Building company owner David Grigor is aiming to significantly improve height safety work on construction sites by introducing Fall Safe airmat soft-fall technology to New Zealand.
Auckland-based Mr Grigor, owner of Grigor Construction Ltd, began researching soft-fall options to ensure his own worksites met the new Best Practice Guidelines for working at heights introduced by WorkSafe New Zealand.
Now, having introduced the European Fall Safe modular airmat system to his own building projects, he is making the safety technology available for hire to other construction firms in New Zealand.
Under the new WorkSafe rules all construction sites must have fall arrest systems in place for anyone working at height.
“More construction companies are introducing soft fall options, which is good news,” said Mr Grigor. “However, most are opting to use nets, which are the cheapest option to purchase.
“I looked into using the nets but felt that there are a lot of risks associated with them and, when used in residential house construction in New Zealand, they usually don’t meet safety compliance standards.
“The most popular systems in Europe are the airmats and beanbags but the maximum height you can work above ground with beanbags as protection is 2.8m unless you double-stack them.
“After a lot of research I opted for the Fall Safe system which has been in use since 1998 and is compliant for people working at heights up to seven metres.”
Mr Grigor said that while the airmats are one of the most expensive safety systems to purchase, their long life expectancy makes them very affordable to hire and he now has 13,000sqm of them available for use in New Zealand.
“It struck me that if I was insisting on the safest possible soft-fall solution for my construction sites then other businesses would want that too,” he said.
“The airmats are a modular system of interconnecting mats linked together with a patented flexible Velcro system. They work through a reverse bouncy castle effect. Rather than people bouncing if they hit them, they are safely absorbed by a cushion effect, like a giant marshmallow.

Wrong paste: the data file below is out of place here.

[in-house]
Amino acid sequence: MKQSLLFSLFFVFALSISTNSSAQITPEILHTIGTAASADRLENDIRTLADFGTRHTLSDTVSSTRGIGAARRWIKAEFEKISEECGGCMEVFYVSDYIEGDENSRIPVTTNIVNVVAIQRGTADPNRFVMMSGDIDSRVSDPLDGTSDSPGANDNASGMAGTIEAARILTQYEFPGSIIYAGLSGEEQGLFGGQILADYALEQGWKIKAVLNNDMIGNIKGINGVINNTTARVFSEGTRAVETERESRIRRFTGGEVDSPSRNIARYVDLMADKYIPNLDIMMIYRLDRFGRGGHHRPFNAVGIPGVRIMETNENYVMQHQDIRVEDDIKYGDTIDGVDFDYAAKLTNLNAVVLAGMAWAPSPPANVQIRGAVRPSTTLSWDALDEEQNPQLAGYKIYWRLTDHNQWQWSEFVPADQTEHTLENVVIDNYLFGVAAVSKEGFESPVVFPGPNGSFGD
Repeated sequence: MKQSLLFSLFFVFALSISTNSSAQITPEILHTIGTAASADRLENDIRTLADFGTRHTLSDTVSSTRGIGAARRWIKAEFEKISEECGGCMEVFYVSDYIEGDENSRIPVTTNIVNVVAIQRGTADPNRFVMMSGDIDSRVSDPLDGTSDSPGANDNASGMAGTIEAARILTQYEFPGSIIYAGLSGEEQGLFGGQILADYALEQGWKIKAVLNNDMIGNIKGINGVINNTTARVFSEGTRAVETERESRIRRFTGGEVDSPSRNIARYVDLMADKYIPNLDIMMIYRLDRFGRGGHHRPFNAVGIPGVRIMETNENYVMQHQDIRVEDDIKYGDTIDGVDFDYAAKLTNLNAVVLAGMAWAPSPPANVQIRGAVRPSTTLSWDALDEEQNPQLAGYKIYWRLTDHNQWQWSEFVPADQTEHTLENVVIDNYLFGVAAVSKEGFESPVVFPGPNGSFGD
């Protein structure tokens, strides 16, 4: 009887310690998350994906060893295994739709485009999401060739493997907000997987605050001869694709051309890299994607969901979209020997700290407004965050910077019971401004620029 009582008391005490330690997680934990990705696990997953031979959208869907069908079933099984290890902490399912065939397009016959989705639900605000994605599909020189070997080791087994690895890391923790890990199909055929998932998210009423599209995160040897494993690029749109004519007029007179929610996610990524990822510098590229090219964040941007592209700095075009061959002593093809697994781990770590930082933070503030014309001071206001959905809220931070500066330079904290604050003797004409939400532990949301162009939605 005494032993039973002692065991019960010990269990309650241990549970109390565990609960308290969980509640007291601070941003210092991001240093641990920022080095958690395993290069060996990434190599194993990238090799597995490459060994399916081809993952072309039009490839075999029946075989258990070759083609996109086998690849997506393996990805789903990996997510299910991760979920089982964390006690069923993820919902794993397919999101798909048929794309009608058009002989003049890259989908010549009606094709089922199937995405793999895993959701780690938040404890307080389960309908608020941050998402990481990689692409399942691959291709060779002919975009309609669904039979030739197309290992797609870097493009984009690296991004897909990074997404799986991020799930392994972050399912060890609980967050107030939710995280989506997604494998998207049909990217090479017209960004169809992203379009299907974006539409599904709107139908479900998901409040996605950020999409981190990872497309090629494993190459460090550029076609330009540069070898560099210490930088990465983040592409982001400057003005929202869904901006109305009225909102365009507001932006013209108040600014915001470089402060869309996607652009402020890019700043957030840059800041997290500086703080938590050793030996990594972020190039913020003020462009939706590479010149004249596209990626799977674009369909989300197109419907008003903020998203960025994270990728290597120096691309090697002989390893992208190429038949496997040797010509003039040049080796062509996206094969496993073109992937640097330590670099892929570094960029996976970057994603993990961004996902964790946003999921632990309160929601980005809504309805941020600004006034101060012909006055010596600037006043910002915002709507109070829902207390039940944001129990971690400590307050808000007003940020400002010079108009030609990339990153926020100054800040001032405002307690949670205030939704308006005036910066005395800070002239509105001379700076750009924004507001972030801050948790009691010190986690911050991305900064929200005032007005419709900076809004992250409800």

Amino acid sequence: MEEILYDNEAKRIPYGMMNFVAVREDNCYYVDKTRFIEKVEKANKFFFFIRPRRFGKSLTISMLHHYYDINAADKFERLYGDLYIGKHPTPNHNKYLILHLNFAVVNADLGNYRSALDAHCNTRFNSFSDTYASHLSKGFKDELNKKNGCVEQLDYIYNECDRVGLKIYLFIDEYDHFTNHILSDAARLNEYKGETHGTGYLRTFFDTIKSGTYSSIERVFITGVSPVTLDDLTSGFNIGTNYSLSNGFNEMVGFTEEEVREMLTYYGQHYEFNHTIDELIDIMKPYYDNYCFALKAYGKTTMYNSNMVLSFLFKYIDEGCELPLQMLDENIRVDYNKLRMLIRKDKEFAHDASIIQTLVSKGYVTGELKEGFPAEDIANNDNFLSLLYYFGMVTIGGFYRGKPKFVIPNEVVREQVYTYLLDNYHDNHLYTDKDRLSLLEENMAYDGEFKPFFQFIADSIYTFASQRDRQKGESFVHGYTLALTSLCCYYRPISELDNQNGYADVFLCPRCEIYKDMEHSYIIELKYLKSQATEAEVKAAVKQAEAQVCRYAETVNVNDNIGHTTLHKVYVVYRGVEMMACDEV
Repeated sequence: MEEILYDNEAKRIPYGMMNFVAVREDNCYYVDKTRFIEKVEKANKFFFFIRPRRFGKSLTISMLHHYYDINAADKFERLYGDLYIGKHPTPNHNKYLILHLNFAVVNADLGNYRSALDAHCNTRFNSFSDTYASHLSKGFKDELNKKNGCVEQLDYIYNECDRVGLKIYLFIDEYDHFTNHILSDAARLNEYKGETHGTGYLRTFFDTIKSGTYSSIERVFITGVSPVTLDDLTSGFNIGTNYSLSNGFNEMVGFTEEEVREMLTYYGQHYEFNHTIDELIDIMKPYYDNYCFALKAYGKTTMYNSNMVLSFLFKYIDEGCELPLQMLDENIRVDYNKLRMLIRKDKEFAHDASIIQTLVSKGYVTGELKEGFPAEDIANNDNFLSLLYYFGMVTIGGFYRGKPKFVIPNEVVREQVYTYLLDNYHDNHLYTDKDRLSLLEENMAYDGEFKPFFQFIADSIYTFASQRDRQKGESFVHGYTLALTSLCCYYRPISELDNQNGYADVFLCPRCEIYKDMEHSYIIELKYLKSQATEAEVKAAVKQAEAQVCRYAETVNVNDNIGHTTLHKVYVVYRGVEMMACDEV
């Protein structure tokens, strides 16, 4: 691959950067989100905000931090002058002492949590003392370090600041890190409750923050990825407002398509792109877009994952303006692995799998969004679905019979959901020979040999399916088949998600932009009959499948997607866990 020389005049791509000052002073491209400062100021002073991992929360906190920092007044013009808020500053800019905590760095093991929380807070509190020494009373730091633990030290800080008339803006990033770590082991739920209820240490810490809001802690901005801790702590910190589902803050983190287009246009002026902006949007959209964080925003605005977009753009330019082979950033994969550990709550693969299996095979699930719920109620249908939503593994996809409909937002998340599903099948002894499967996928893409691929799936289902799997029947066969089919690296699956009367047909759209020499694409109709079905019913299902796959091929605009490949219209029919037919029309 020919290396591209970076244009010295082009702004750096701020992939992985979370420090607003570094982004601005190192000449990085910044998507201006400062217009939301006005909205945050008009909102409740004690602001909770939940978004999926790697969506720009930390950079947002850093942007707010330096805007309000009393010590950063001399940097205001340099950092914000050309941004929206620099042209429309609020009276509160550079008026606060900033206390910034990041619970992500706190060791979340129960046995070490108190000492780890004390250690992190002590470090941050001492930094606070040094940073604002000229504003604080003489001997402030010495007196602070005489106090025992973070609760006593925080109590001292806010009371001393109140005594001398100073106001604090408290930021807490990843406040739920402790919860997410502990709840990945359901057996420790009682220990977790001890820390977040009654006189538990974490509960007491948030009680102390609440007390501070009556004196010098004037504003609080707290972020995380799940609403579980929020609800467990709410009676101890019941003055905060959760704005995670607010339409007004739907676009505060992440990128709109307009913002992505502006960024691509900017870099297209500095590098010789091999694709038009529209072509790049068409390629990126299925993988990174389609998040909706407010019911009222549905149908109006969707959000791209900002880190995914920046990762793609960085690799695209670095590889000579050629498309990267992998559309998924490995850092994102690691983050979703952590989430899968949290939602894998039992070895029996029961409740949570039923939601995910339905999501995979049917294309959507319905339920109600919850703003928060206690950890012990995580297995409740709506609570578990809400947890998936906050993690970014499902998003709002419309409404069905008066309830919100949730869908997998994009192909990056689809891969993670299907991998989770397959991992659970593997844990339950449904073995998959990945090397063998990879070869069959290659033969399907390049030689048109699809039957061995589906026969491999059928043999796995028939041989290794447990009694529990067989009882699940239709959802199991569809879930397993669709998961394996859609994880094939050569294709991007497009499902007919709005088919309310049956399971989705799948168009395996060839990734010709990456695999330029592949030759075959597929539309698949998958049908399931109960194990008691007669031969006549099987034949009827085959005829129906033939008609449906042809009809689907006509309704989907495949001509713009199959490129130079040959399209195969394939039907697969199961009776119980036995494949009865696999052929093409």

“People can work at height above them with full confidence and they provide productivity gains because they are designed to absorb a ‘group fall’ of more than one person. This means a number of people can work at height at any one time. With nets the maximum permitted is two people.”
The system has been used in projects such as London’s new Wembley Stadium, and the London 2012 Olympic Park which set a new benchmark for health and safety throughout 62 million man hours of construction.
Statistics from the Health and Safety Executive (HSE), Britain’s national regulator for workplace health and safety, revealed that the accident frequency rate on site was 0.16 per 100,000 hours worked – lower than the all-industry average of 0.21 and significantly lower than the building industry average of 0.55.
Mr Grigor said he had concerns about the increasing use of nets as soft fall protection.
“In New Zealand most houses are timber braced and we work at much higher heights on trusses than other countries do,” he said. “All safety nets larger than 35sqm require a minimum of three metres of deflection – or drop. If someone falls from the plate of a building they are likely to hit the bracing, even with a net.”
Mr Grigor said all safety nets come under the guidelines of Fall Arrest Safety Equipment Training (FASET), the international trade association and training body for net rigging and fall arrest.
“FASET recommends that nets are attached to scaffolding structures all around the outside of the building,” he said. “However, that usually isn’t possible in New Zealand so they are being fixed to the wall heads of the building under construction instead, which is not compliant with FASET standards.”
Mr Grigor said additional potential problems included the difficulties of recovering an injured person from a net, workers unhooking the nets if they impeded their work or walking on them, potentially weakening them.
An estimated 200,000sqm of the Fall Safe airmats are now in use in the UK. As well as the construction industry they are used in a number of other industries and sports including aviation, to protect staff carrying out maintenance and repairs on the outside of planes, and in speedway providing ‘air curtains’ around tracks.